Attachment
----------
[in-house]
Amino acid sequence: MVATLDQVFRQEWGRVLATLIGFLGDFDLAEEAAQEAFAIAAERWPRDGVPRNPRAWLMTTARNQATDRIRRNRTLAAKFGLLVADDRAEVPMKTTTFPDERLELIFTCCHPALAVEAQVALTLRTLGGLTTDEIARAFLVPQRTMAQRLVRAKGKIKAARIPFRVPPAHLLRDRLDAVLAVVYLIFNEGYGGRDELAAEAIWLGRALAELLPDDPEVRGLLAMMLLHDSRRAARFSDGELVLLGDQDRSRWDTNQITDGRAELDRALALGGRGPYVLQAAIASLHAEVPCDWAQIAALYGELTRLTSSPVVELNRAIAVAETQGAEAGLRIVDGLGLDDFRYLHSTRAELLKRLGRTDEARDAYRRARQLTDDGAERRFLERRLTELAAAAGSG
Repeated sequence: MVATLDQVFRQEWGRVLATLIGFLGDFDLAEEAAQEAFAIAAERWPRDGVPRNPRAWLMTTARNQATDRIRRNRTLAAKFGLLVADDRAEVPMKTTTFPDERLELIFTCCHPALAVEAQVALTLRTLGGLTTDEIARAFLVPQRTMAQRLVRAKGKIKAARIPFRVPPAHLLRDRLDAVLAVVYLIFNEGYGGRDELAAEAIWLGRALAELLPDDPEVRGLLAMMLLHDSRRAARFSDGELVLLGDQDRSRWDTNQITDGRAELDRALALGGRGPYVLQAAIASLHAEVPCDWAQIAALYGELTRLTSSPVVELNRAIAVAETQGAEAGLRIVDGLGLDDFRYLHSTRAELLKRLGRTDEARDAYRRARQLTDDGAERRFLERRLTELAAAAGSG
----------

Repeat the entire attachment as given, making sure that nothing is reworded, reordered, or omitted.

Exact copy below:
[in-house]
Amino acid sequence: MVATLDQVFRQEWGRVLATLIGFLGDFDLAEEAAQEAFAIAAERWPRDGVPRNPRAWLMTTARNQATDRIRRNRTLAAKFGLLVADDRAEVPMKTTTFPDERLELIFTCCHPALAVEAQVALTLRTLGGLTTDEIARAFLVPQRTMAQRLVRAKGKIKAARIPFRVPPAHLLRDRLDAVLAVVYLIFNEGYGGRDELAAEAIWLGRALAELLPDDPEVRGLLAMMLLHDSRRAARFSDGELVLLGDQDRSRWDTNQITDGRAELDRALALGGRGPYVLQAAIASLHAEVPCDWAQIAALYGELTRLTSSPVVELNRAIAVAETQGAEAGLRIVDGLGLDDFRYLHSTRAELLKRLGRTDEARDAYRRARQLTDDGAERRFLERRLTELAAAAGSG
Repeated sequence: MVATLDQVFRQEWGRVLATLIGFLGDFDLAEEAAQEAFAIAAERWPRDGVPRNPRAWLMTTARNQATDRIRRNRTLAAKFGLLVADDRAEVPMKTTTFPDERLELIFTCCHPALAVEAQVALTLRTLGGLTTDEIARAFLVPQRTMAQRLVRAKGKIKAARIPFRVPPAHLLRDRLDAVLAVVYLIFNEGYGGRDELAAEAIWLGRALAELLPDDPEVRGLLAMMLLHDSRRAARFSDGELVLLGDQDRSRWDTNQITDGRAELDRALALGGRGPYVLQAAIASLHAEVPCDWAQIAALYGELTRLTSSPVVELNRAIAVAETQGAEAGLRIVDGLGLDDFRYLHSTRAELLKRLGRTDEARDAYRRARQLTDDGAERRFLERRLTELAAAAGSG